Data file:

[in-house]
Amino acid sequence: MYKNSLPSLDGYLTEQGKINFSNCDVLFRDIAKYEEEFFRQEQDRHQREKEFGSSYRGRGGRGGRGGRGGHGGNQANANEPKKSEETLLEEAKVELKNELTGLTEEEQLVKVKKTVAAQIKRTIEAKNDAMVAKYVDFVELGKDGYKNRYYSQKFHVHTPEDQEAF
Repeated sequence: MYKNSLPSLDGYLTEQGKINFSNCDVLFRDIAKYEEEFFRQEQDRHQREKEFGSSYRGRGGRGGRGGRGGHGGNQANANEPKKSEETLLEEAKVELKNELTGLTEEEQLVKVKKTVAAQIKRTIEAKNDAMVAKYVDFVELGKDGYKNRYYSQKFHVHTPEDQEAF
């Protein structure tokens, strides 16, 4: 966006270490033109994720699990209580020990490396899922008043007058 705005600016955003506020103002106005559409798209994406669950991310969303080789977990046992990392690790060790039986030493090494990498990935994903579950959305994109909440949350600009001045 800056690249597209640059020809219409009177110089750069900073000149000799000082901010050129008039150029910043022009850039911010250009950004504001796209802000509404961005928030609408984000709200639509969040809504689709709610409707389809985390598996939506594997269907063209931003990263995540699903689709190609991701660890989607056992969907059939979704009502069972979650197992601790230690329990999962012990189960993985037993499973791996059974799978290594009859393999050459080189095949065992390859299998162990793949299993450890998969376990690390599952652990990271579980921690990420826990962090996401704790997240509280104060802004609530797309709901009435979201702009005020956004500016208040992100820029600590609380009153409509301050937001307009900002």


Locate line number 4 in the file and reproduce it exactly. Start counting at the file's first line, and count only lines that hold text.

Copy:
């Protein structure tokens, strides 16, 4: 966006270490033109994720699990209580020990490396899922008043007058 705005600016955003506020103002106005559409798209994406669950991310969303080789977990046992990392690790060790039986030493090494990498990935994903579950959305994109909440949350600009001045 800056690249597209640059020809219409009177110089750069900073000149000799000082901010050129008039150029910043022009850039911010250009950004504001796209802000509404961005928030609408984000709200639509969040809504689709709610409707389809985390598996939506594997269907063209931003990263995540699903689709190609991701660890989607056992969907059939979704009502069972979650197992601790230690329990999962012990189960993985037993499973791996059974799978290594009859393999050459080189095949065992390859299998162990793949299993450890998969376990690390599952652990990271579980921690990420826990962090996401704790997240509280104060802004609530797309709901009435979201702009005020956004500016208040992100820029600590609380009153409509301050937001307009900002």